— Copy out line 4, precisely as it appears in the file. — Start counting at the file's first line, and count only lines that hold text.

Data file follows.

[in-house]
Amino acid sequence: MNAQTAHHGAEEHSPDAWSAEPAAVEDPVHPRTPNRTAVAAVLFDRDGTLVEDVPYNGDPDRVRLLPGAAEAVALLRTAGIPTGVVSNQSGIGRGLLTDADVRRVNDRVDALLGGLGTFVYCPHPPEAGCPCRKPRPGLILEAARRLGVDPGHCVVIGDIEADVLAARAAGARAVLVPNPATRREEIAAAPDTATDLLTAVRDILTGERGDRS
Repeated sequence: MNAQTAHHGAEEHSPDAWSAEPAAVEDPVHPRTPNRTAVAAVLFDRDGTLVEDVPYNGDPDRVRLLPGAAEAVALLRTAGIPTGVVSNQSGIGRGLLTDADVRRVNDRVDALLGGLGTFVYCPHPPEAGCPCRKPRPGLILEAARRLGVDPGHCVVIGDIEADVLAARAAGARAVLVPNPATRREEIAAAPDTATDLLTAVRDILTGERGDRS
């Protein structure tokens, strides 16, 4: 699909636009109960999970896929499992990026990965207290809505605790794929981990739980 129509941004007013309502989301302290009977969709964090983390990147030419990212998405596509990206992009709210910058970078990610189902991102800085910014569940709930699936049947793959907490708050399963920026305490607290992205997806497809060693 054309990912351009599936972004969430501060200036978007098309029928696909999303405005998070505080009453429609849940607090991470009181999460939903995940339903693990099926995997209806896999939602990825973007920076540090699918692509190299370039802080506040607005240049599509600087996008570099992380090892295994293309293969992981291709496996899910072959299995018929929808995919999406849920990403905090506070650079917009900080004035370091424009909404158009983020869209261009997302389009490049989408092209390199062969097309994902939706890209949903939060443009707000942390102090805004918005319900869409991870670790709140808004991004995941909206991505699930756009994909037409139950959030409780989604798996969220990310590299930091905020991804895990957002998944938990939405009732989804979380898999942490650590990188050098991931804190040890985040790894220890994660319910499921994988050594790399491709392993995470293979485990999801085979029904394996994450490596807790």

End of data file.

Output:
């Protein structure tokens, strides 16, 4: 699909636009109960999970896929499992990026990965207290809505605790794929981990739980 129509941004007013309502989301302290009977969709964090983390990147030419990212998405596509990206992009709210910058970078990610189902991102800085910014569940709930699936049947793959907490708050399963920026305490607290992205997806497809060693 054309990912351009599936972004969430501060200036978007098309029928696909999303405005998070505080009453429609849940607090991470009181999460939903995940339903693990099926995997209806896999939602990825973007920076540090699918692509190299370039802080506040607005240049599509600087996008570099992380090892295994293309293969992981291709496996899910072959299995018929929808995919999406849920990403905090506070650079917009900080004035370091424009909404158009983020869209261009997302389009490049989408092209390199062969097309994902939706890209949903939060443009707000942390102090805004918005319900869409991870670790709140808004991004995941909206991505699930756009994909037409139950959030409780989604798996969220990310590299930091905020991804895990957002998944938990939405009732989804979380898999942490650590990188050098991931804190040890985040790894220890994660319910499921994988050594790399491709392993995470293979485990999801085979029904394996994450490596807790």